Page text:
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Campaign finance laws regulate the amounts of contributions politicians receive from individuals and organizations. The U.S. government has established these regulations in order to preserve the integrity of federal elections by limiting the influence of moneyed interests on politics. Nevertheless, those opposed argue that donation limits and disclosure requirements infringe on privacy and free speech rights. Others contend that more stringent laws need to be enacted in order to stop the powerful and wealthy from rigging elections.
DID YOU KNOW?
According to a 2014 Washington Post report, the better-financed candidate wins 91% of elections.
In this article, the Zero Theft Movement (ZTM) will document the history of campaign finance laws and inform you how current elections could be heavily influenced by big money.
The Beginning of Campaign Finance Laws: The ‘Trust Buster’ and the Tillman Act of 1907
Electing the 26th President of the U.S.
When Theodore Roosevelt seized the mantle as the 26th President of the U.S., the Progressive Era came into full force. Roosevelt knew that big money equals big influence, and he feared the greed for green had started to poison the roots of the country. The democracy but a front for plutocrats and a potentially budding corporatocracy of the Gilded Age.
Roosevelt famously targeted Standard Oil, a major company founded by magnate John D. Rockefeller. The President sued the corporation for monopolizing the oil industry, and the Court dissolved the corporation. Restoring free-market competition and ridding moneyed interests in politics was a key focus for the famed ‘Trust Buster.’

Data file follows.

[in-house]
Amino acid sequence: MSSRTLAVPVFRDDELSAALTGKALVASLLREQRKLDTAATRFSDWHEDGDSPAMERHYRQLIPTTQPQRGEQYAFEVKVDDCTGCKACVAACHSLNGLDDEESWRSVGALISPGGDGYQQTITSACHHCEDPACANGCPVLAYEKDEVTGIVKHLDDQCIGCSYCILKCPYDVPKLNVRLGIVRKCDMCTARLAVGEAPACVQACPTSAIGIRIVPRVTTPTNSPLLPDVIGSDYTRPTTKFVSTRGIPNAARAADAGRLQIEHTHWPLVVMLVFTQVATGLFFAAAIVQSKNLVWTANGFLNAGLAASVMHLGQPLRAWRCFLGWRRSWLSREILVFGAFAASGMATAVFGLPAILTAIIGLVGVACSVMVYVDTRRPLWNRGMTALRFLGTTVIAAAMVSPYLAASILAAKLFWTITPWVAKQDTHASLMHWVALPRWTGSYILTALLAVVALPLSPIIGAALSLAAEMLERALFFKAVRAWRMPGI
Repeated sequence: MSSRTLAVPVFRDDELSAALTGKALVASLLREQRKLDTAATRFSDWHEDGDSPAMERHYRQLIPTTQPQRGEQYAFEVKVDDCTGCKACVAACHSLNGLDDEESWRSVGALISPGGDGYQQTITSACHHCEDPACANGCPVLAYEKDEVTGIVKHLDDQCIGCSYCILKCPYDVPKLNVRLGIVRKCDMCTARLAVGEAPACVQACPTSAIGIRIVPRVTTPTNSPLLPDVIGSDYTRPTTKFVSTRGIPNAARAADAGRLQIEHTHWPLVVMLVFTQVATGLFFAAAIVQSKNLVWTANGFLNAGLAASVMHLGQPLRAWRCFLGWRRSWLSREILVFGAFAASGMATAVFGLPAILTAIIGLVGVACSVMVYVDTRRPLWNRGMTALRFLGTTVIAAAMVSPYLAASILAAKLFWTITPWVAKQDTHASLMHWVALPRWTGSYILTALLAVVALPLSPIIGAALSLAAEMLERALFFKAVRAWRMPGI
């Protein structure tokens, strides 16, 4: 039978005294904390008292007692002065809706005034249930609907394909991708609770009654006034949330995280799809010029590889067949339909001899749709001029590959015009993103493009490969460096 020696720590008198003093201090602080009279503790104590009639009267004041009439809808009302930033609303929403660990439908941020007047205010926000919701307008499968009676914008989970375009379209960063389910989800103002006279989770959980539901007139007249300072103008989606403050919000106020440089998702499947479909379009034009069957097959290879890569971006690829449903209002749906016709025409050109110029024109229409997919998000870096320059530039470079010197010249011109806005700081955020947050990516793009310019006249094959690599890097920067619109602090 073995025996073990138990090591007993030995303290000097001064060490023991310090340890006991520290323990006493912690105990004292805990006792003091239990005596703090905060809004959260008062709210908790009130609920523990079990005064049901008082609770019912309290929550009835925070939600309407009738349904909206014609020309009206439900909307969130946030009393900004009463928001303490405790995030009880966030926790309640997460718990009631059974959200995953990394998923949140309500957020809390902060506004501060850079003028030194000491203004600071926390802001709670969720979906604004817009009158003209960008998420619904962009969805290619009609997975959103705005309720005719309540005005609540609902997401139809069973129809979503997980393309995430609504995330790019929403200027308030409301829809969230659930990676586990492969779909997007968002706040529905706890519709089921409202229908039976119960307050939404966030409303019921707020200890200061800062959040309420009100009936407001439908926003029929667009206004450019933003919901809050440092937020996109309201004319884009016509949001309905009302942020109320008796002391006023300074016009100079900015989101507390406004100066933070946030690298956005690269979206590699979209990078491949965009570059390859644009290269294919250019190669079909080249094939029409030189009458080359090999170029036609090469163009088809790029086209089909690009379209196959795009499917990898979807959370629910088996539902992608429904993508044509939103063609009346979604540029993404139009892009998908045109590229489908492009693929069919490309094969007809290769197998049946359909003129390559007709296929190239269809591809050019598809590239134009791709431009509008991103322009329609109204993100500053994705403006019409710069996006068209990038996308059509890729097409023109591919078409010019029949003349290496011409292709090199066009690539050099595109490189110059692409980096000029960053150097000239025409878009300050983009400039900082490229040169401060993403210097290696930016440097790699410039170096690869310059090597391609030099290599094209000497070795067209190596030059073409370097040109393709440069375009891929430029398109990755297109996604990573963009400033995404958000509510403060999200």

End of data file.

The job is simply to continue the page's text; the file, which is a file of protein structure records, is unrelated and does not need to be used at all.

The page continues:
“All contributions by corporations to any political committee or for any political purpose should be forbidden by law; directors should not be permitted to use stockholders’ money for such purposes; and, moreover, a prohibition of this kind would be, as far as it went, an effective method of stopping the evils aimed at in corrupt practices acts. Not only should both the National and the several State Legislatures forbid any officer of a corporation from using the money of the corporation in or about any election, but they should also forbid such use of money in connection with any legislation save by the employment of counsel in public manner for distinctly legal services.”
From President Theodore Roosevelt’s 1905 State of the Union Address
Tightening Campaign Finance Laws with The Tillman Act of 1907
Roused by Roosevelt’s efforts, South Carolina Senator Benjamin Tillman sponsored the first major campaign finance law in U.S. history: the Tillman Act of 1907. The legislation prohibited corporations and national banks from financially contributing to federal election campaigns. Before the President signed off on the bill, amendments were made, adding a minimum fine provision and a possibility of prison terms for offenders.
Benjamin Tillman circa. 1908
The Tillman Act proved an important first step in regulating campaign financing, but its flaws and limitations quickly got exposed. The bill outlined penalties, yet provided no method and/or governing body to enforce the enacted regulations. Furthermore, the Tillman Act had no contribution disclosure requirements, creating a total lack of transparency and hard evidence (issues that admittedly persist to this day).
In 1910, Congress passed the Federal Corruptions Practice Act, which required candidates to disclose contributions and established campaign spending limits. Over a sixty-year period, the bill went through revisions (most notably in 1925), remaining in place until major campaign finance reform occurred in 1971.
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Campaign Finance Laws Leading up to 1971: The Hatch Act & the Taft-Hartley Act